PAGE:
Why we need a basic income for kids

Note: A version of this post has been cross-posted at Quartz.

A universal basic income is all the rage in policy circles across the globe.  And increasingly, UBI advocates are realizing that the best place to start is by providing a basic income for kids.

It’s a simple idea: to help families mitigate the costs of raising children, the government should send each household with minor kids a monthly check.  Unlike a full UBI, which is just now being piloted in a handful of cities, a basic income for children (often called a “child allowance” or “child benefit”) has already been successfully implemented in many other developed nations.  Countries like Canada, the Netherlands, and the Nordics all have one.  Britain used cash grants to families to help cut its child poverty rate by half in just fifteen years.

There are a lot of good reasons for the United States to import this tried and true policy.  On a basic moral level, a child’s wellbeing should not be dependent on her parents’ ability to earn market income.  But that’s exactly what we have allowed in the United States, and some 20 percent of all children suffer in poverty because of it.  Poor children are poor through no fault of their own, having simply had the misfortune of being born into low-income households.  We shouldn’t accept this fate.

Indeed, rampant child poverty makes equality of opportunity a fiction for poor children.  Poverty is a massive handicap for kids, impairing their ability to learn in school and literally scrambling their brain compositions from the permanent effects of stress.  The weight of poverty tragically holds kids back.

Conversely, children that get income boosts do better in school and grow up to earn more money.  Making sure that children are raised on at least a basic income gives them a fair shot to seize opportunity and achieve in school and their future careers.

A children’s basic income is also fair for parents.  Having a child is a huge financial burden, costing parents over a quarter million dollars on average.  Yet parents typically have children relatively early in their working careers, when their incomes are at their lowest.  This makes having and raising children a significant risk of poverty.  With more mouths to feed, family income just doesn’t stretch as far.

Our public policy typically tries to support and encourage childrearing, not implicitly penalize parents with the prospect of financial ruin.  Yet many millennials are finding themselves unable to afford to have children, a trend with bad long-term impacts for the size of the workforce, the prospects for the economy, and the stability of programs like Social Security.  A children’s basic income would provide the support parents need to securely raise children.

In fact, a children’s basic income would finally treat raising children like real valued work.  In 2012, when a Democratic surrogate bone-headedly bashed Ann Romney for foregoing private employment to stay home with her children, the Romney campaign rightly fought back by insisting that raising children is real work.  Most of us would undoubtedly agree, and paying parents to raise children would put our money where our mouths are.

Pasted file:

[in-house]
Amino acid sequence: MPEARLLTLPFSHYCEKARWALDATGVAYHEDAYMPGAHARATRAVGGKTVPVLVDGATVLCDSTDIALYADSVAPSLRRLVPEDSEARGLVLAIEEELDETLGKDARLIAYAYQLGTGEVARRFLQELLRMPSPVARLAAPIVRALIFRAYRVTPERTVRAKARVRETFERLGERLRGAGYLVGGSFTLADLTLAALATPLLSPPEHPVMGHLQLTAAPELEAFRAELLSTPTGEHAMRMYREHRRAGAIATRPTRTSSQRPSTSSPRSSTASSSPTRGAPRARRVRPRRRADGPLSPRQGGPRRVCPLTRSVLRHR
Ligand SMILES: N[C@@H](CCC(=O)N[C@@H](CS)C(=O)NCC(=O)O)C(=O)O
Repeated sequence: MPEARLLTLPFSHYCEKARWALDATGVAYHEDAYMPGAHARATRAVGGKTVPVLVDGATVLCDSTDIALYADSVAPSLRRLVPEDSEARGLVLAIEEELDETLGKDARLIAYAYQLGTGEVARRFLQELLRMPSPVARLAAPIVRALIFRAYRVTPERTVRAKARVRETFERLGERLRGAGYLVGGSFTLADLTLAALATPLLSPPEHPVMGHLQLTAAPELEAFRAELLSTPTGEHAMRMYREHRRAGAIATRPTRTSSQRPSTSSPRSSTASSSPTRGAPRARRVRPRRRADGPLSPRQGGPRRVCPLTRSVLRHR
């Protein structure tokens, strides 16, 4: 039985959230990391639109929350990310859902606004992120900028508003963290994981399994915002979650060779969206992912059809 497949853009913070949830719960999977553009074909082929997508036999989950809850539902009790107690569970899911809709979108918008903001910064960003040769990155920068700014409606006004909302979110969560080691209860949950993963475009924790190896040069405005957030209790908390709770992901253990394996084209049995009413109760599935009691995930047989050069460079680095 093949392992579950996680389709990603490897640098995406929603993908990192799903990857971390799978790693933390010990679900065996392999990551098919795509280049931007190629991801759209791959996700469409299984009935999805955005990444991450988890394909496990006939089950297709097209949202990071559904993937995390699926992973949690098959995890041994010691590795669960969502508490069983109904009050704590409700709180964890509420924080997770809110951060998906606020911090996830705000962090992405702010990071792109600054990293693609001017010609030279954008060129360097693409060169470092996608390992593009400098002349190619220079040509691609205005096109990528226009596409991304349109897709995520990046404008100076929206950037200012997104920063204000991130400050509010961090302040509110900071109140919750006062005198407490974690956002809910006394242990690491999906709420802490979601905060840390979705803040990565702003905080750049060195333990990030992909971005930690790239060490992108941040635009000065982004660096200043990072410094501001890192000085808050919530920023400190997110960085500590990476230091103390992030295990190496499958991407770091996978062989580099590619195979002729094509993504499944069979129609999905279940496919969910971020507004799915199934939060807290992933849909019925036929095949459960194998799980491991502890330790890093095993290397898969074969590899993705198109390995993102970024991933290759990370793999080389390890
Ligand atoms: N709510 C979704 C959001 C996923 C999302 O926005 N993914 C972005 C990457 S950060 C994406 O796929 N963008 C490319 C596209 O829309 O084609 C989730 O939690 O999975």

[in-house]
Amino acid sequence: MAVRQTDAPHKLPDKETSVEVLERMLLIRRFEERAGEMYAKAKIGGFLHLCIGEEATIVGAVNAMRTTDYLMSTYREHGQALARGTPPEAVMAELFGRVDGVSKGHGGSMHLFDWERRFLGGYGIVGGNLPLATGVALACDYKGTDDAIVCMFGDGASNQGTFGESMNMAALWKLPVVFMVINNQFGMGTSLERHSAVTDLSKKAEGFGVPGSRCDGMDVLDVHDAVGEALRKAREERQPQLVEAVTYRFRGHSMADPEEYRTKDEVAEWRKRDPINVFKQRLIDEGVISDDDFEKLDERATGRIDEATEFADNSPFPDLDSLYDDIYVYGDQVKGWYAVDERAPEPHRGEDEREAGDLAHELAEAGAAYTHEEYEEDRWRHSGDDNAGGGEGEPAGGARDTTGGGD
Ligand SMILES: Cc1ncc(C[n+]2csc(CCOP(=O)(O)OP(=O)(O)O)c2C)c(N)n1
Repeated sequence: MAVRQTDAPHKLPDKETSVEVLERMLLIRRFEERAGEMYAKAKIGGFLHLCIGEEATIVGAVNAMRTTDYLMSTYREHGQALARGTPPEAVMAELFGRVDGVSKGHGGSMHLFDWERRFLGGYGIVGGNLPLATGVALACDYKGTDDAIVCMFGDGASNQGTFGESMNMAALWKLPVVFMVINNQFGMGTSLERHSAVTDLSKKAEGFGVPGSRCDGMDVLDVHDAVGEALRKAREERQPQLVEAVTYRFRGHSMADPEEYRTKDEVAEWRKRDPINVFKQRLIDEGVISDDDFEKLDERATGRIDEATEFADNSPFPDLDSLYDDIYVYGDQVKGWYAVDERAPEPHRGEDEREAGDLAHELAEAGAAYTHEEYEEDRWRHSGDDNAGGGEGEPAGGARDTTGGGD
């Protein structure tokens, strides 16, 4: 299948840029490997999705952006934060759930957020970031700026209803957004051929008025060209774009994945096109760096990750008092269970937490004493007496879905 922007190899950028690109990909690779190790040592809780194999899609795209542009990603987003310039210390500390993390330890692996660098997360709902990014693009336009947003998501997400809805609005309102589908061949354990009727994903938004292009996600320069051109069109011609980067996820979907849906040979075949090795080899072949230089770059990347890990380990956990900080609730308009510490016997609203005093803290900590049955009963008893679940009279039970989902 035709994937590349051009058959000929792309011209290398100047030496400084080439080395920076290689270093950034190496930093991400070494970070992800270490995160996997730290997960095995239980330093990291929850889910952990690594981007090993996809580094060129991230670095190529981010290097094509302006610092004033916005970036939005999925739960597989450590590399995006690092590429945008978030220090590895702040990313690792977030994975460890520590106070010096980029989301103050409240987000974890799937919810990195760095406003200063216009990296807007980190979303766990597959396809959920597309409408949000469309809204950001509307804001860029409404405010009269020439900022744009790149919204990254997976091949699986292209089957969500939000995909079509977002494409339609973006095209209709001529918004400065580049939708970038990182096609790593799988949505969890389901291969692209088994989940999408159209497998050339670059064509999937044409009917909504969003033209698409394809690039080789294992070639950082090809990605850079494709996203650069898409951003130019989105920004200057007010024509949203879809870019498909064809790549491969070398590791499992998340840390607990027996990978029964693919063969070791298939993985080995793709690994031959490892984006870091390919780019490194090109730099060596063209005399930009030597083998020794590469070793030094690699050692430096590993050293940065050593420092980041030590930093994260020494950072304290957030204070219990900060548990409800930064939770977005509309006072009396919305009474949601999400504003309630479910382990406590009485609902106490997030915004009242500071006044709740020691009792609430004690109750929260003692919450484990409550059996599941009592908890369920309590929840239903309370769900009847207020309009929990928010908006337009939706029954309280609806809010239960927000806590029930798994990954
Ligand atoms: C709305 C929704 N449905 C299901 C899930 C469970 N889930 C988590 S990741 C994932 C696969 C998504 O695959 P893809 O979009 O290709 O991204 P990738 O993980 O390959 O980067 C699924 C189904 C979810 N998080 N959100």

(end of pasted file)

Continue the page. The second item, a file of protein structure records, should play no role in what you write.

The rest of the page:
Such a program would also be great for the economy.  Because parents have more expenses, they are more likely to spend new money they receive.  More spending generates more growth, boosting the economy as a whole.  That’s why, when the economy began to sputter in 2008, President Bush and Democrats in Congress responded with an initial stimulus plan that in part gave an extra $300 per child to parents as a sort of one-off child allowance.  Parents could be counted on to spend the money.  And when money is earmarked for children, parents do indeed tend to spend it on their children rather than on vices like alcohol or tobacco.

A children’s basic income is also a wise long-term investment in the future of the economy.  By one estimate, child poverty costs the economy a whopping  $672 billion each year.  By ensuring that all children can capitalize on their potential, we’ll have more productive workers in the future and ensure that talent does not go squandered by the bad luck of being born poor.

On the campaign trail, Donald Trump has proposed a new child care tax deduction that would, predictably, only help rich parents.  Hillary Clinton’s plan is better, but would only help parents who put their kids in commercial childcare, and not those who raise children at home.  In Congress, Rep. Rosa DeLauro has proposed a new refundable young child tax credit that would go far to help the youngest children who are most ill affected by poverty.

It’s a good sign these issues are finally being debated, but ultimately, something bolder is needed.  A basic income for children would alleviate child poverty and give parents the support and flexibility they need.  So aspirants for a universal basic income should start where it’s needed most: America’s children.

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One thought on “Why we need a basic income for kids

  1. Why do we have to isolate any one part of the economy and create a UBI solution for just that segment? Why not go straight for a global, truly universal basic income for all? We have the technology and the will to do this privately. We just need to agree on how. And to do that, we first must debate the proposals. Something I can’t seem to get a single person to do.

    Perhaps this issue is important enough that someone here will consider it.
    http://usbig.net/papers/McKissick_Bitcoin%20Basic%20Income%20proposal%20copy.pdf

    Ten minute read.

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